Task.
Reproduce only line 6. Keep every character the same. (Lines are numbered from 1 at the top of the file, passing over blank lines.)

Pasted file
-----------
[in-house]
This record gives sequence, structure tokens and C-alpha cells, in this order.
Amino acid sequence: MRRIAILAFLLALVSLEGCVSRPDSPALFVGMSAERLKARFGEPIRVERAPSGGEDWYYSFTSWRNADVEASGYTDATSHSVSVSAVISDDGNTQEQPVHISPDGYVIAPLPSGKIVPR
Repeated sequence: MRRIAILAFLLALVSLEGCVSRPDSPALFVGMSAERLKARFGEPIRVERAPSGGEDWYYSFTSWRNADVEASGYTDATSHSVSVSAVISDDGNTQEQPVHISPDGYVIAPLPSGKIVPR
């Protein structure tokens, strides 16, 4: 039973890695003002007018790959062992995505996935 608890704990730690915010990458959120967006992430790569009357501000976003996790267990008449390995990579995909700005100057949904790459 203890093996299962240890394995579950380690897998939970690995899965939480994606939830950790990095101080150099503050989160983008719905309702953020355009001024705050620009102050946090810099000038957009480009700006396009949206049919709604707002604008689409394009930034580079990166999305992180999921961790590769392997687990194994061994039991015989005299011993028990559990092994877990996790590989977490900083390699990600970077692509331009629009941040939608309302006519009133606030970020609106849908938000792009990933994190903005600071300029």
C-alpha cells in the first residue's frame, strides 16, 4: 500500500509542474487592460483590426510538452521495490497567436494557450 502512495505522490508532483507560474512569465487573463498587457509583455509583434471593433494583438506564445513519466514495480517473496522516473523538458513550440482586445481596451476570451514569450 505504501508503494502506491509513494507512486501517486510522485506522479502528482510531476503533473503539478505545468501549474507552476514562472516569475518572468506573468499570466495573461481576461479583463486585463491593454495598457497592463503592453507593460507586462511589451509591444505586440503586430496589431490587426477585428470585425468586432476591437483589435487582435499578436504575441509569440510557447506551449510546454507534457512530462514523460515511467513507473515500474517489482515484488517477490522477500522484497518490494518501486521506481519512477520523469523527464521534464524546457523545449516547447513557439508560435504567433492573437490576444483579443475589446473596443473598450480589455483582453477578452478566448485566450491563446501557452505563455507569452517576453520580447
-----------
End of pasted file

C-alpha cells in the first residue's frame, strides 16, 4: 500500500509542474487592460483590426510538452521495490497567436494557450 502512495505522490508532483507560474512569465487573463498587457509583455509583434471593433494583438506564445513519466514495480517473496522516473523538458513550440482586445481596451476570451514569450 505504501508503494502506491509513494507512486501517486510522485506522479502528482510531476503533473503539478505545468501549474507552476514562472516569475518572468506573468499570466495573461481576461479583463486585463491593454495598457497592463503592453507593460507586462511589451509591444505586440503586430496589431490587426477585428470585425468586432476591437483589435487582435499578436504575441509569440510557447506551449510546454507534457512530462514523460515511467513507473515500474517489482515484488517477490522477500522484497518490494518501486521506481519512477520523469523527464521534464524546457523545449516547447513557439508560435504567433492573437490576444483579443475589446473596443473598450480589455483582453477578452478566448485566450491563446501557452505563455507569452517576453520580447